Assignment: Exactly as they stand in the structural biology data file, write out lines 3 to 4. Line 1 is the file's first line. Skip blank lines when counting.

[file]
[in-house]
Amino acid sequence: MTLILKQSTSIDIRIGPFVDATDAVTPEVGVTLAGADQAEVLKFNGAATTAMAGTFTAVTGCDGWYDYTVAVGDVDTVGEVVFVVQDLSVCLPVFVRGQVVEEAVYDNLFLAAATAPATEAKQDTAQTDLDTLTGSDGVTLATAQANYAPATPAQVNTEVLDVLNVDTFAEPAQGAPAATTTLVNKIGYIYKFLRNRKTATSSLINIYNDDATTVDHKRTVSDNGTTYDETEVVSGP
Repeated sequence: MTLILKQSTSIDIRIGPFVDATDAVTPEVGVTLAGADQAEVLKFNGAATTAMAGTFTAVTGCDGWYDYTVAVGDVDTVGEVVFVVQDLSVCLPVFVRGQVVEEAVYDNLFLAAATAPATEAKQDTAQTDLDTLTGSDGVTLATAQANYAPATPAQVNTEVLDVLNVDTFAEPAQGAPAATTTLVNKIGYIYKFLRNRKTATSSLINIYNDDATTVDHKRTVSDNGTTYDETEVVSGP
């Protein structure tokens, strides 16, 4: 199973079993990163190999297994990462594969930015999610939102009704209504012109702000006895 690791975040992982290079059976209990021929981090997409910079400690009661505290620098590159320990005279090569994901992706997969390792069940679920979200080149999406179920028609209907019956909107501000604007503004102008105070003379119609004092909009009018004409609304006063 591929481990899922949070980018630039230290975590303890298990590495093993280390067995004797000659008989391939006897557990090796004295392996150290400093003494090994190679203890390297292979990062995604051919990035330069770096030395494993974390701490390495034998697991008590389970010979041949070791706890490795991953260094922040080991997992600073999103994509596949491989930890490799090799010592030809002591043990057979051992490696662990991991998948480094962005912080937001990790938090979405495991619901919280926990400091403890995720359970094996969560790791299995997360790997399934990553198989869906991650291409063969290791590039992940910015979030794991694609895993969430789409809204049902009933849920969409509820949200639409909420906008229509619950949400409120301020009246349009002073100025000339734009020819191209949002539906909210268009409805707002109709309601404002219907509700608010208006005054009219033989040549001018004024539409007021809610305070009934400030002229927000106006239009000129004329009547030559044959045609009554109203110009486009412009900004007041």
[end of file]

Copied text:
Repeated sequence: MTLILKQSTSIDIRIGPFVDATDAVTPEVGVTLAGADQAEVLKFNGAATTAMAGTFTAVTGCDGWYDYTVAVGDVDTVGEVVFVVQDLSVCLPVFVRGQVVEEAVYDNLFLAAATAPATEAKQDTAQTDLDTLTGSDGVTLATAQANYAPATPAQVNTEVLDVLNVDTFAEPAQGAPAATTTLVNKIGYIYKFLRNRKTATSSLINIYNDDATTVDHKRTVSDNGTTYDETEVVSGP
């Protein structure tokens, strides 16, 4: 199973079993990163190999297994990462594969930015999610939102009704209504012109702000006895 690791975040992982290079059976209990021929981090997409910079400690009661505290620098590159320990005279090569994901992706997969390792069940679920979200080149999406179920028609209907019956909107501000604007503004102008105070003379119609004092909009009018004409609304006063 591929481990899922949070980018630039230290975590303890298990590495093993280390067995004797000659008989391939006897557990090796004295392996150290400093003494090994190679203890390297292979990062995604051919990035330069770096030395494993974390701490390495034998697991008590389970010979041949070791706890490795991953260094922040080991997992600073999103994509596949491989930890490799090799010592030809002591043990057979051992490696662990991991998948480094962005912080937001990790938090979405495991619901919280926990400091403890995720359970094996969560790791299995997360790997399934990553198989869906991650291409063969290791590039992940910015979030794991694609895993969430789409809204049902009933849920969409509820949200639409909420906008229509619950949400409120301020009246349009002073100025000339734009020819191209949002539906909210268009409805707002109709309601404002219907509700608010208006005054009219033989040549001018004024539409007021809610305070009934400030002229927000106006239009000129004329009547030559044959045609009554109203110009486009412009900004007041």